San Francisco's tech elite has experienced a disastrous PR crisis as of late. With its steady encroachment visible everywhere -- from Google buses to skyrocketing rents -- there's a perception that the tech elite have stomped on the very soul of the city on the bay, forcing the closure of iconic landmarks, pushing out longtime residents, and bringing a sense of exclusivity to a once-modest community that always took pride in its inclusiveness. The economic divide created by the dominance of the city's tech sector is a very real and thorny issue with no easy answers.
As I wrote about recently, several arrogant CEO's have poured gasoline on the problem with tone-deaf comments about the city's hoi polloi, lighting up all sorts of fiery reactions and resentments. What I noted then was that the blowback was unfortunate, as the tech community is largely civic-minded and generous when it comes to corporate giving. That said, my suggestion to tech leaders was to make sure they're being proficient and efficient with how they're engaging their employees in the community, above all by supporting employees with inspiring volunteer opportunities that motivate them to be ambassadors of good will and positive change.
So I was thrilled to read in John Diaz's recent SFGate article that venture investor Ron Conway's alliance of tech companies, SF.citi, has chosen a signature initiative for 2014 that gets its members deeply involved with the heart of the city's future -- its children. Specifically, SF.citi will begin linking its 900 members to volunteer programs in San Francisco's 116 public schools, starting with low-income schools in the city's southeastern quadrant, with one goal being to expose kids to careers in technology. School principals will be asked what they need in the classroom, and SF.citi is partnering with the San Francisco Education Fund -- which has been connecting volunteers to schools for the last 50 years -- to further ensure that its efforts yield real impact.As Diaz notes:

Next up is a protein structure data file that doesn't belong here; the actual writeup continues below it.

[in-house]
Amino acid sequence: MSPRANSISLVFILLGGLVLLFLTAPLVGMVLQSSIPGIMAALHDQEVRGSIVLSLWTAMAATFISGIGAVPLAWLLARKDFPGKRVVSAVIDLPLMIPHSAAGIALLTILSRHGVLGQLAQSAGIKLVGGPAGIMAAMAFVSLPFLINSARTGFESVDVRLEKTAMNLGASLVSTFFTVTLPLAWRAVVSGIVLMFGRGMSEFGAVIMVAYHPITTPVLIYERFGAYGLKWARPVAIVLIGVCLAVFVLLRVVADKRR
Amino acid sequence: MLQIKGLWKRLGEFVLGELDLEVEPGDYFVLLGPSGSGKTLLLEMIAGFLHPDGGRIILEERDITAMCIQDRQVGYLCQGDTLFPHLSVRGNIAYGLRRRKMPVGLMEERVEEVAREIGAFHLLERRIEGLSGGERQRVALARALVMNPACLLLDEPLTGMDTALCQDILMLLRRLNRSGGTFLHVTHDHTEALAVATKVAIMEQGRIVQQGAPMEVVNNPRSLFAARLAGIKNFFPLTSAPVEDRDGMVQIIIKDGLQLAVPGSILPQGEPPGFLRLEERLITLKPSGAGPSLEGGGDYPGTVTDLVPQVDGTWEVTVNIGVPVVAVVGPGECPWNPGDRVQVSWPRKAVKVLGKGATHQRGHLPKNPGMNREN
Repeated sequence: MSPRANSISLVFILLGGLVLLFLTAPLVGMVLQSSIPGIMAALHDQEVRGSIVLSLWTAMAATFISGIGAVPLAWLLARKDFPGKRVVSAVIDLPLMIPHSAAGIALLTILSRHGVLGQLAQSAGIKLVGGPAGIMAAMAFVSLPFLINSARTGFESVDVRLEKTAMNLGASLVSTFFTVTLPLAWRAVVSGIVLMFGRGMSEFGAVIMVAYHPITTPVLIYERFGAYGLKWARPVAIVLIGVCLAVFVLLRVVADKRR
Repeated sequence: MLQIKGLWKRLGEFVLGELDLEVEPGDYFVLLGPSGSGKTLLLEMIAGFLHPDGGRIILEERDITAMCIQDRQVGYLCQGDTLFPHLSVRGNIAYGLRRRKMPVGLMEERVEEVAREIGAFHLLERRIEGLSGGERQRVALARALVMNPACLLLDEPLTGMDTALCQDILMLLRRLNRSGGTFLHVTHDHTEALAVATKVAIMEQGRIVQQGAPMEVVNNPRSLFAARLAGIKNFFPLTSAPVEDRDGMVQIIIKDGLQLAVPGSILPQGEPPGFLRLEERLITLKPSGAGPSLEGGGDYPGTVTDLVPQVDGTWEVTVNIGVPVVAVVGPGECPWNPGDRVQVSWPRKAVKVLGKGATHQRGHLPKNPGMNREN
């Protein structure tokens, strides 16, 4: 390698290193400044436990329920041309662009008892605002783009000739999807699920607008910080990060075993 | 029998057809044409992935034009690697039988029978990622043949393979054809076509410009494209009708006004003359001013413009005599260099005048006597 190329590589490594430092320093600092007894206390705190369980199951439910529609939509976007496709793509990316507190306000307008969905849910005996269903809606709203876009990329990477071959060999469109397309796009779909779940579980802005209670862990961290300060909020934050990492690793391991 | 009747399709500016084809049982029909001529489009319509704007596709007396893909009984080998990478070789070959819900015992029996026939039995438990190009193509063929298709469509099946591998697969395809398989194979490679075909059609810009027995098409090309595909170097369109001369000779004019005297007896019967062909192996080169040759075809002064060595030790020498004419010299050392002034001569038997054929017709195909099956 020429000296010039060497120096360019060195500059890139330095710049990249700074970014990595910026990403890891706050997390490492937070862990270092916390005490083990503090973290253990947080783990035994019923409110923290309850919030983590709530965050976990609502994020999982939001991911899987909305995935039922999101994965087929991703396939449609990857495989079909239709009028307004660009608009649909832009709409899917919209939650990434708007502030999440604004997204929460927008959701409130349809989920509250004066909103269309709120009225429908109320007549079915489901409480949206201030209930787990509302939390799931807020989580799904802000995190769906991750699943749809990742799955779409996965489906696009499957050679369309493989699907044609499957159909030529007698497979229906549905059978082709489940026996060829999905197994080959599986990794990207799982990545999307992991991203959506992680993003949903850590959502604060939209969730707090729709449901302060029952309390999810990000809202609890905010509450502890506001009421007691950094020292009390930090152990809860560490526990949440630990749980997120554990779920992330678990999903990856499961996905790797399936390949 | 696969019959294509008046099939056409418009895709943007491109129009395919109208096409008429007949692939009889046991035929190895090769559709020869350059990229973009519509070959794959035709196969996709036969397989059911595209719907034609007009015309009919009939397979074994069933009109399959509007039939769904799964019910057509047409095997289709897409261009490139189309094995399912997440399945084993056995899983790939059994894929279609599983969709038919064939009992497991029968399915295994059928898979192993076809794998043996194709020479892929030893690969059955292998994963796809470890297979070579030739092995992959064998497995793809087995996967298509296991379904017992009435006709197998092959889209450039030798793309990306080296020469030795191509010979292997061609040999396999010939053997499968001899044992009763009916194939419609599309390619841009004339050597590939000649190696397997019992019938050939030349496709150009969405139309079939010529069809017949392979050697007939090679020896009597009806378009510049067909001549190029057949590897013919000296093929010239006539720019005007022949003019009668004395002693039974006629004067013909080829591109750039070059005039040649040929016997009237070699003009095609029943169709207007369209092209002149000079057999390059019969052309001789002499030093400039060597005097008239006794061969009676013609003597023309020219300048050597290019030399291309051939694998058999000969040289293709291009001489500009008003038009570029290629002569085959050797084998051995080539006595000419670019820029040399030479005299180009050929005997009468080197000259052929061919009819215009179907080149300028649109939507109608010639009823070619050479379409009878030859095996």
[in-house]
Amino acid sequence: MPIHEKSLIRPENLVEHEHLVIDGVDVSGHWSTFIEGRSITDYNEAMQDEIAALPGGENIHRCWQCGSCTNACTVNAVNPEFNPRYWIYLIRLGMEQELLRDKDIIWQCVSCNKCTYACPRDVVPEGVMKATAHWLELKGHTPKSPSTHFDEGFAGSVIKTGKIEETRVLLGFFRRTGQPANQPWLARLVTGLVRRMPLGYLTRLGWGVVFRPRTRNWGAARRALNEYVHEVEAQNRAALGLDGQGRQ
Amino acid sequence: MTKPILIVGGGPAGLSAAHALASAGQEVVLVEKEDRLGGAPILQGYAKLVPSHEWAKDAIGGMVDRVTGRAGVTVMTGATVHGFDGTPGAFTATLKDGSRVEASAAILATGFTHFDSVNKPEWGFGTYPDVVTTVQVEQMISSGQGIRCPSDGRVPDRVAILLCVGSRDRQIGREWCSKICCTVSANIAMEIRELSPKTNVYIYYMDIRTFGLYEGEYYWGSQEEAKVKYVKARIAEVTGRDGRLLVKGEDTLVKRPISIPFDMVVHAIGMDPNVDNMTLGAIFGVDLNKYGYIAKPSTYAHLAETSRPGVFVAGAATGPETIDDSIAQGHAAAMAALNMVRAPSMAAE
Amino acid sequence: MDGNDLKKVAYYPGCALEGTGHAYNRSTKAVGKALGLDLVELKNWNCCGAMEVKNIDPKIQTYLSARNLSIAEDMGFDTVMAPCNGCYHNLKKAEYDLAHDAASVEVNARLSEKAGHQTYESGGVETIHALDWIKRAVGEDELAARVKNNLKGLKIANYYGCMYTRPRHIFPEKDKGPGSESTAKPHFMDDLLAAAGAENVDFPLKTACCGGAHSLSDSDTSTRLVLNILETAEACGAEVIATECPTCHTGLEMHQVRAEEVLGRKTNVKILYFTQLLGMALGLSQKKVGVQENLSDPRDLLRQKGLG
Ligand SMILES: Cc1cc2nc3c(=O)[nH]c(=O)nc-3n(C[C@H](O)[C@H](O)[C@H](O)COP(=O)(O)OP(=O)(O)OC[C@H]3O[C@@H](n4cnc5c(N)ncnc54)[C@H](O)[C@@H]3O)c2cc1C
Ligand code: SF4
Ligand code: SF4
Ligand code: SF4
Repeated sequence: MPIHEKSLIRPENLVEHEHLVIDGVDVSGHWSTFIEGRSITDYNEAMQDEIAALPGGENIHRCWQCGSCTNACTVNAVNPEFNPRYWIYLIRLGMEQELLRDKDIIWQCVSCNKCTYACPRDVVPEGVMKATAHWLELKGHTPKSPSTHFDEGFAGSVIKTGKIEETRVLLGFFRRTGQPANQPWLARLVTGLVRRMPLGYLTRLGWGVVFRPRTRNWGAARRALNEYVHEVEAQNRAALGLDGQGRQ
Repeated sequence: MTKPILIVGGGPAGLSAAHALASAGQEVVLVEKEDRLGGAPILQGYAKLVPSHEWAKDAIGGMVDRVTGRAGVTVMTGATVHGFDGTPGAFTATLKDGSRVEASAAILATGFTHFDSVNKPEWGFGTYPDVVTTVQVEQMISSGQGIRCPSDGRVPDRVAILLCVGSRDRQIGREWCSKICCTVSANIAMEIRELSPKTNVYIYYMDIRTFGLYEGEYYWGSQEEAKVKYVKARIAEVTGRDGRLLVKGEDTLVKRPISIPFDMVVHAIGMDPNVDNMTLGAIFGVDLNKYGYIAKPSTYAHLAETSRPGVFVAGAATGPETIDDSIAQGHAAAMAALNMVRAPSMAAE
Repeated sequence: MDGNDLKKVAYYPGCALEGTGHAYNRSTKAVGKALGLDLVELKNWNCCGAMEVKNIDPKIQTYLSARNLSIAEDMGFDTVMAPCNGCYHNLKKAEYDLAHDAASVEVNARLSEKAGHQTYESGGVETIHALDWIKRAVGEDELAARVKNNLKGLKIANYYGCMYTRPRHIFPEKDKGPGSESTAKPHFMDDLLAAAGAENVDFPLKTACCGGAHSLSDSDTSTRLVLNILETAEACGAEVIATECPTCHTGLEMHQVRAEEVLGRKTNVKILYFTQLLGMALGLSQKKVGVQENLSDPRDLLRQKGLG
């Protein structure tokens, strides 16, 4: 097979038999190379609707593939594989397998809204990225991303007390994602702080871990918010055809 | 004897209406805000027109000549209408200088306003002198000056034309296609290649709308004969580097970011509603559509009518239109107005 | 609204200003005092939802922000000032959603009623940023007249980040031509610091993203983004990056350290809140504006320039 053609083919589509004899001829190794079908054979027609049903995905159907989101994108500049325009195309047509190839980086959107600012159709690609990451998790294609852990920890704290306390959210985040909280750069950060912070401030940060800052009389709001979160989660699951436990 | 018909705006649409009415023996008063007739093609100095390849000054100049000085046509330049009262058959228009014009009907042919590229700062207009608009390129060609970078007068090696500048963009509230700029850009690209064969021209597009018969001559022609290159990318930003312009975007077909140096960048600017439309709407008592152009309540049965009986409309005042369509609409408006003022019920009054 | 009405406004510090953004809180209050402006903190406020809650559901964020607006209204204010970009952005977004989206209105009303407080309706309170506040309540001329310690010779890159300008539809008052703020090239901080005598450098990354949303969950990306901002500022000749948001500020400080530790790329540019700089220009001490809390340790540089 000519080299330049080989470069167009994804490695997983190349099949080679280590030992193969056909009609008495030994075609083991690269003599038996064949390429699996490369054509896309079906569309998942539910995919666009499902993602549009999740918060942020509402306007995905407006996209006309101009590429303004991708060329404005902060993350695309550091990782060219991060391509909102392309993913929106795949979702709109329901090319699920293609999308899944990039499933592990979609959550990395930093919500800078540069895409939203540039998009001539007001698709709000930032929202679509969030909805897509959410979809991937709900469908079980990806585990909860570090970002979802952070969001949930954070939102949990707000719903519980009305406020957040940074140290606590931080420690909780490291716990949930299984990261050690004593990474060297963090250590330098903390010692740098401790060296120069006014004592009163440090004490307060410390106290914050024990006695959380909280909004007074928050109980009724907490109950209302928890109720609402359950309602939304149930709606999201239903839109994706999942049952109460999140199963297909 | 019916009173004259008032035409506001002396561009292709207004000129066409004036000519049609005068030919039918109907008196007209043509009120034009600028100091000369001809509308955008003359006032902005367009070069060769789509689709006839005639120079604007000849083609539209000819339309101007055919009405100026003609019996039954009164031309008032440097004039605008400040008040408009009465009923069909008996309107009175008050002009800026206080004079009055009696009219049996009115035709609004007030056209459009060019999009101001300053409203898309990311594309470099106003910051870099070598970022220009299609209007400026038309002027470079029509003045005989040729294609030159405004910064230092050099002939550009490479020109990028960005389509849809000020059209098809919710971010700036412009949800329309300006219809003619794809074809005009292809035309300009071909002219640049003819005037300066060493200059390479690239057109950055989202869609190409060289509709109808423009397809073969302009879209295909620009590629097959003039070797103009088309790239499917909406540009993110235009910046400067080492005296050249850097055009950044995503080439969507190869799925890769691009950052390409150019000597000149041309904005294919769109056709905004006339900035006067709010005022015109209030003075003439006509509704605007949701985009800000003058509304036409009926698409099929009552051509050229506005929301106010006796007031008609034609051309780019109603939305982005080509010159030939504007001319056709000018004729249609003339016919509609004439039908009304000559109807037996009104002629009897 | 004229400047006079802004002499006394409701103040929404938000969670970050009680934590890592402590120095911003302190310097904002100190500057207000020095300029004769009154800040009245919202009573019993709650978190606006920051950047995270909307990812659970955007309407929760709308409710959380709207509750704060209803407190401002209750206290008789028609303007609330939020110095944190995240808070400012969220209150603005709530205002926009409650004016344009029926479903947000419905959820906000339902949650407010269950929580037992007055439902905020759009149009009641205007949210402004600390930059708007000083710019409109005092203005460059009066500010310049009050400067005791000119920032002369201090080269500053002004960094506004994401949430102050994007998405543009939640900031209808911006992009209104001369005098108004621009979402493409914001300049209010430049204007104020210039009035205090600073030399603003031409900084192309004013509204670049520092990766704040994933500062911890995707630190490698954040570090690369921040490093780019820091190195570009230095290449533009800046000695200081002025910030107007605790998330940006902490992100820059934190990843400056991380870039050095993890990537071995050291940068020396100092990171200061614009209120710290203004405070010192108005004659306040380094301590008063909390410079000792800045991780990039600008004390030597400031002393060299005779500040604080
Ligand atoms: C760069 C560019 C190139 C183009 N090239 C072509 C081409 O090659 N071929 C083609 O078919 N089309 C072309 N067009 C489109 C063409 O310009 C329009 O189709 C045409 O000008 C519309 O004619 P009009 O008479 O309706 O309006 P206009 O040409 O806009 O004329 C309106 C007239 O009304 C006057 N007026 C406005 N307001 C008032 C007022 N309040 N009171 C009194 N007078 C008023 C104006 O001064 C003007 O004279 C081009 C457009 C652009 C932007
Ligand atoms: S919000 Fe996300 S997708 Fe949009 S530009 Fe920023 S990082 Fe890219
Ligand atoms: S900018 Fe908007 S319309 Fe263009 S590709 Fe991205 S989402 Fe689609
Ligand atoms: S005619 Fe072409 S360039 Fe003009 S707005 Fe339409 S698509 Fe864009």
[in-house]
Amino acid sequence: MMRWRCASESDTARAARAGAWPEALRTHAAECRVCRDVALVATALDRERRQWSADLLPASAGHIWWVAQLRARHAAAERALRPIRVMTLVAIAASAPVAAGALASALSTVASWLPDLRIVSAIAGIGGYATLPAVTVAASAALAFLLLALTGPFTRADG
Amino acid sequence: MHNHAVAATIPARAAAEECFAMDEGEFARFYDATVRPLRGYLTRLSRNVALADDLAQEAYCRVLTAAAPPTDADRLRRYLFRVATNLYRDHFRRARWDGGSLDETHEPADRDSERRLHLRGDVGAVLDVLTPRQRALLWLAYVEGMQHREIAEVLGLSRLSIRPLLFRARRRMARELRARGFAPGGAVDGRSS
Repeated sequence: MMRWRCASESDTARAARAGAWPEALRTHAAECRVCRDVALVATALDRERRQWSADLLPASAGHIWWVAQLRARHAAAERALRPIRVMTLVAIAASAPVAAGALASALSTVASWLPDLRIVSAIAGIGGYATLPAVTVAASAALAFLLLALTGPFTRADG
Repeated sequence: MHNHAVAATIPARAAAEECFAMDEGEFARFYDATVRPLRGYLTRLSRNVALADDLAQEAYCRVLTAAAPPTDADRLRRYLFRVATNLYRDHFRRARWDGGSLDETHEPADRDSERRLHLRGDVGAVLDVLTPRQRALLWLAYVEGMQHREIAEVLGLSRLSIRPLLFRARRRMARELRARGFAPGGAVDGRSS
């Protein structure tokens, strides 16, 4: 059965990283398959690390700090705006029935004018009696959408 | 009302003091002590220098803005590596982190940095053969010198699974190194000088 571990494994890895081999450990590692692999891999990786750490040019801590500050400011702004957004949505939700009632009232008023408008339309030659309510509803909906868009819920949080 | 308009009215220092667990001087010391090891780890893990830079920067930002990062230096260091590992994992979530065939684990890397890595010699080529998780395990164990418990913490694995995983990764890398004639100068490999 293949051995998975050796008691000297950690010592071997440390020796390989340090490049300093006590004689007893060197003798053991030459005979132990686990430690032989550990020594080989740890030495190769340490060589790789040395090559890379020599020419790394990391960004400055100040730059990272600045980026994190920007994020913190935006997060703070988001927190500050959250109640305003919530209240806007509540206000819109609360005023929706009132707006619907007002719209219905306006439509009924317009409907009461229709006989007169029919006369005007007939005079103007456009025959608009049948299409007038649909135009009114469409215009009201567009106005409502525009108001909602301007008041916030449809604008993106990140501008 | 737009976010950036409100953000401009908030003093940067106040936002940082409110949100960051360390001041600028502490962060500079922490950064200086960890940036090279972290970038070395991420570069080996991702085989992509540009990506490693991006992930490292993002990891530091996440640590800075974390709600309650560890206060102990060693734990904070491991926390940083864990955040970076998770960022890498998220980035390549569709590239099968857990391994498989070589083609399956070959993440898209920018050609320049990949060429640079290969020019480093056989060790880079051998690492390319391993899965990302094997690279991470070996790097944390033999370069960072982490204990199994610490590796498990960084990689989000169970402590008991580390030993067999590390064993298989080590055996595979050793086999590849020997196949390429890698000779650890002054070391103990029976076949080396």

No one should be under the illusion that this fledgling volunteer effort will assuage the anxieties that have accompanied the phenomenal growth in the footprint of tech on the city... Still, this is a promising start of a good-faith demonstration that the tech companies are not just in the city, but are willing to become of the city -- and are ready to do so with a touch of humility and on the city's terms."
What makes this even more exciting is that SF.citi will begin by targeting mid-tier tech companies, the kind of companies that may not be household names but have plenty of interest in making a difference -- and the human capital to do so. I recently wrote about why mid-sized businesses should prioritize corporate philanthropy, noting that while more than two-thirds of mid-sized companies are looking to enhance or establish their CSR programs, this powerful class of companies tends to struggle with employee engagement in their programs and overlook opportunities to use CSR activities to impact their bottom lines.
If mid-sized companies begin to recognize employee volunteer programs not just as philanthropy vehicles but as important drivers of profits, they'll invest the appropriate resources and strategy around making sure they're successful. Engaging in far-reaching efforts like the SF.citi campaign is exactly the sort of sustained community involvement that leaders of mid-tier companies should embrace and fully leverage to enrich their corporate cultures, for the betterment of their communities, their employees and their bottom lines.
So far, the effort has been a resounding success, with employees eager to get involved, students inspired by the technology representatives in their midst, and principals and senior tech executives from participating companies equally delighted with the rollout. It's everything that a corporate volunteer effort can be -- and more. There's power in numbers, and the tech community banding together to make a significant impact on a particular community need acts as a multiplier effect that has the potential to reverberate widely. If this effort encourages more kids to pursue careers in technology, the tech community will have increased the headcount of a new generation of employees to help drive its future. And that sort of mutually beneficial feedback loop is exactly why my company, Causecast, partnered with the White House to champion STEM volunteer opportunities in corporate America. It's an issue that affects us all and can be addressed to benefit us all.
This isn't the only positive step that the Bay Area's tech sector has taken in the last few months to support the city, and it's encouraging to see the forward momentum build. As Diaz notes, a University of San Francisco poll showed that 68 percent of the city's residents believe that tech growth was good for the overall economy of San Francisco, and 35 percent believe that the economic benefit of that growth was shared by their families. There's no reason why the general community should be pitted against the tech sector. And with well-considered and strategic volunteer efforts like those of SF.citi, there's hope for a harmonious relationship that greatly benefits the city and the companies stepping up to help.